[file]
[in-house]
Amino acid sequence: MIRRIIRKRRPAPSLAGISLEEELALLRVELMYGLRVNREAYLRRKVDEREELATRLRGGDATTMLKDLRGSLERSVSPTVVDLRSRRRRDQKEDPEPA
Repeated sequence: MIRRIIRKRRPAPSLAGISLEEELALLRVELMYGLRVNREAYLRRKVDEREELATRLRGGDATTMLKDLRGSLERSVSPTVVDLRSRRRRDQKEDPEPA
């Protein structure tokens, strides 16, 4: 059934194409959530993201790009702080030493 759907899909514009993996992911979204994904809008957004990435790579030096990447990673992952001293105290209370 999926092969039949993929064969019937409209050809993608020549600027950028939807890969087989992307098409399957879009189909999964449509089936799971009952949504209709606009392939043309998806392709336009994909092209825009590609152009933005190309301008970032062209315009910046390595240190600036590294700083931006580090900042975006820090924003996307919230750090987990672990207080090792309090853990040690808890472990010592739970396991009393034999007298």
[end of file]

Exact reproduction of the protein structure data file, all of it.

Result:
[in-house]
Amino acid sequence: MIRRIIRKRRPAPSLAGISLEEELALLRVELMYGLRVNREAYLRRKVDEREELATRLRGGDATTMLKDLRGSLERSVSPTVVDLRSRRRRDQKEDPEPA
Repeated sequence: MIRRIIRKRRPAPSLAGISLEEELALLRVELMYGLRVNREAYLRRKVDEREELATRLRGGDATTMLKDLRGSLERSVSPTVVDLRSRRRRDQKEDPEPA
């Protein structure tokens, strides 16, 4: 059934194409959530993201790009702080030493 759907899909514009993996992911979204994904809008957004990435790579030096990447990673992952001293105290209370 999926092969039949993929064969019937409209050809993608020549600027950028939807890969087989992307098409399957879009189909999964449509089936799971009952949504209709606009392939043309998806392709336009994909092209825009590609152009933005190309301008970032062209315009910046390595240190600036590294700083931006580090900042975006820090924003996307919230750090987990672990207080090792309090853990040690808890472990010592739970396991009393034999007298």